Causes

Remembering Parkland: NCF South Florida and Church United still at work

As the devastating news of the mass shooting at Marjory Stoneman Douglas High School in Parkland, Florida, spread across the nation two years ago, National Christian Foundation staff and givers at our South Florida office gathered with their community to help.

Together, they organized a prayer vigil, set up an assistance fund, and grief counseling for the victims and their families. Stephan Tchividjian, President of NCF South Florida, explained that Christians are instructed to be instruments of the peace and hope of Jesus. “In times of crisis, we must run into the fire, not away from it. We must leave our cocoons and move into the face of tragedy to be the hands and feet of Jesus.”

Tchividjian and other NCF givers had already been involved in helping a partnership of local churches and ministry leaders across denominations to break down walls to serve the communities of Palm Beach, Broward, and Miami-Dade County. The group, which calls itself Church United, promotes an adopt-a-school program and was prepared to respond immediately.

In times of crisis, we must run into the fire, not away from it.

The group organized a prayer vigil at a local church the day after the shooting. More than 1,000 mourners, including governor Rick Scott, several congressmen and local mayors, gathered to pray. They worked with the Billy Graham Evangelistic Association to provide counseling and care to the victims’ families, students, faculty, and others through the ministry’s mobile care unit.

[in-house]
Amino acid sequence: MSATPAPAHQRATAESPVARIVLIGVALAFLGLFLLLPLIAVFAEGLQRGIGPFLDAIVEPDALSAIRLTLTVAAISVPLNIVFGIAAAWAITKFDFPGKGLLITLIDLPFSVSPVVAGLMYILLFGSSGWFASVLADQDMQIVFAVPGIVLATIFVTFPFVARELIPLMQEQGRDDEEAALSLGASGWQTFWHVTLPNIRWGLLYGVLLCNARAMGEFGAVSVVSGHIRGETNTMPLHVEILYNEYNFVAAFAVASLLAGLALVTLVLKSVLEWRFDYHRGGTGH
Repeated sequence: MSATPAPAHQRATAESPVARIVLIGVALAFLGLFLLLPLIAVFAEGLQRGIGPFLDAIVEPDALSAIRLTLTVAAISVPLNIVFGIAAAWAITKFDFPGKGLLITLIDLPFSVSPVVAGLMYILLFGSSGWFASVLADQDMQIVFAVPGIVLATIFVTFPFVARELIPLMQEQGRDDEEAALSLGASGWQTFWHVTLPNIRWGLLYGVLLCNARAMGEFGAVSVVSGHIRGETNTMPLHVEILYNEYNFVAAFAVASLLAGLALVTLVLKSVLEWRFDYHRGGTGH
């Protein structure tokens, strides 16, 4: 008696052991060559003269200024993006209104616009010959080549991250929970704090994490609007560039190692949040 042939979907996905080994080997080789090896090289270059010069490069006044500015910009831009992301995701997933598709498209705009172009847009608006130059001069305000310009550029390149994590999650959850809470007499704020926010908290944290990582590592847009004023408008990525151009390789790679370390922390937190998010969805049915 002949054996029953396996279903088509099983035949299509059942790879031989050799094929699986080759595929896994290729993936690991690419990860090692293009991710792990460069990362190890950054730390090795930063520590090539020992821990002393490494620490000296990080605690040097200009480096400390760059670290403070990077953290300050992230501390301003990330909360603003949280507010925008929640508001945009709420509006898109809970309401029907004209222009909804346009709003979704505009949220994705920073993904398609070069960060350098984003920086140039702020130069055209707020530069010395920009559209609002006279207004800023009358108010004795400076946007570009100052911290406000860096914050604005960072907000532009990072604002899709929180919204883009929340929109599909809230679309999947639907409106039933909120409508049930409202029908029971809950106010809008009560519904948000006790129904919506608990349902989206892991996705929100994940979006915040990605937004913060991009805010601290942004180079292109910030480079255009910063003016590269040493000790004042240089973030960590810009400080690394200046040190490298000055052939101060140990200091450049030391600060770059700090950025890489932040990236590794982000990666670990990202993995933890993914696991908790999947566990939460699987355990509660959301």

While those immediate measures were helpful, Church United continued working, long after the tragedy was no longer in the headlines. Laurie Farquhar, Chief Strategy Officer at NCF South Florida, said. “As always, our goal is to work shoulder-to-shoulder with our community to ensure that love is greater than evil and that peace is found, even in the midst of violence.”

Rocks with kind words painted by kids in the community were embedded in the landscaping at the high school.

Over the course of the year, the group worked hard to bring peace to the community. Church United hosted “Hope and Healing” events for students and first responders and sent 500 volunteers, as well as $100,000 to complete a landscaping project before school started, so students would see a fresh and beautiful school when they started the new year. They invited students to participate in community revitalization activities and to distribute food. And the students came.

This year, Parkland churches have organized another day of service, so the people of Parkland can come together and serve in honor of those who were lost.

The organization is still funding counseling for students who are struggling with PTSD. They have arranged teacher- and staff-appreciation lunches and are helping the school to buy supplies.

As we remember Parkland today, please join us in continuing to pray for healing for all who have been affected by this tragedy.

Up Next

What mapping every nonprofit in the U.S. can tell us

Read Now

Sign up for our
Saturday 7 email digest

Join 40,000+ subscribers who receive our email digest of the
week's top stories from ncfgiving.com. We call it Saturday 7.

Read our privacy policy

×